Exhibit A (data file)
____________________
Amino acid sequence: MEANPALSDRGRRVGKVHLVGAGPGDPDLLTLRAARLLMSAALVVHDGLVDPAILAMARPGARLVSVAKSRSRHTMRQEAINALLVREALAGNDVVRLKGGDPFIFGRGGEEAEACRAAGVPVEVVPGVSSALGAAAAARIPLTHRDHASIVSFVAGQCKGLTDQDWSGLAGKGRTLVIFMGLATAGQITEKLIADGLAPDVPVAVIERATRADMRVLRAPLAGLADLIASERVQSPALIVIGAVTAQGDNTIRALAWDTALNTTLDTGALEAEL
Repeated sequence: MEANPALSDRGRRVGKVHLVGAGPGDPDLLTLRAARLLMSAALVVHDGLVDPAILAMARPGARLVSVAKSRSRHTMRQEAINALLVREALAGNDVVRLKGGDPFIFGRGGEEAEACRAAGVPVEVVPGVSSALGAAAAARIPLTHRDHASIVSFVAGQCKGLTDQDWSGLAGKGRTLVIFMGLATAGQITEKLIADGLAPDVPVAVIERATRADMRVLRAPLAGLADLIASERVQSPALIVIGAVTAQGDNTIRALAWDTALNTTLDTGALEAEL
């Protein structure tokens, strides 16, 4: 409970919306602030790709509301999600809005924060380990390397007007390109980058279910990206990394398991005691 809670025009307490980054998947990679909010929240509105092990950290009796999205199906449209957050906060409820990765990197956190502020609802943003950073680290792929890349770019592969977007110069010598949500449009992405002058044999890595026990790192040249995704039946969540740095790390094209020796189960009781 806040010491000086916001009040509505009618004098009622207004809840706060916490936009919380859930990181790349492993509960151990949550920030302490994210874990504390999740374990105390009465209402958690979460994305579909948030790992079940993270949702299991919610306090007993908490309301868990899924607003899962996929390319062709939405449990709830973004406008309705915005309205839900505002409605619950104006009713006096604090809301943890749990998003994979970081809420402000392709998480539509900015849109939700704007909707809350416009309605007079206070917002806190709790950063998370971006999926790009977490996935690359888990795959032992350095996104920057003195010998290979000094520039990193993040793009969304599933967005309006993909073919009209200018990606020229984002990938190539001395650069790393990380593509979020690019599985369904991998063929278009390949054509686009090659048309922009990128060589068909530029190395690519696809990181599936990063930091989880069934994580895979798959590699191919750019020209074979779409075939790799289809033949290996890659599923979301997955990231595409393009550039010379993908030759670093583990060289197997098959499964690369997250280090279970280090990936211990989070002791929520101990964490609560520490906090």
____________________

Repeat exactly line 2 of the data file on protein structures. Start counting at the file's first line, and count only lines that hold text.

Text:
Repeated sequence: MEANPALSDRGRRVGKVHLVGAGPGDPDLLTLRAARLLMSAALVVHDGLVDPAILAMARPGARLVSVAKSRSRHTMRQEAINALLVREALAGNDVVRLKGGDPFIFGRGGEEAEACRAAGVPVEVVPGVSSALGAAAAARIPLTHRDHASIVSFVAGQCKGLTDQDWSGLAGKGRTLVIFMGLATAGQITEKLIADGLAPDVPVAVIERATRADMRVLRAPLAGLADLIASERVQSPALIVIGAVTAQGDNTIRALAWDTALNTTLDTGALEAEL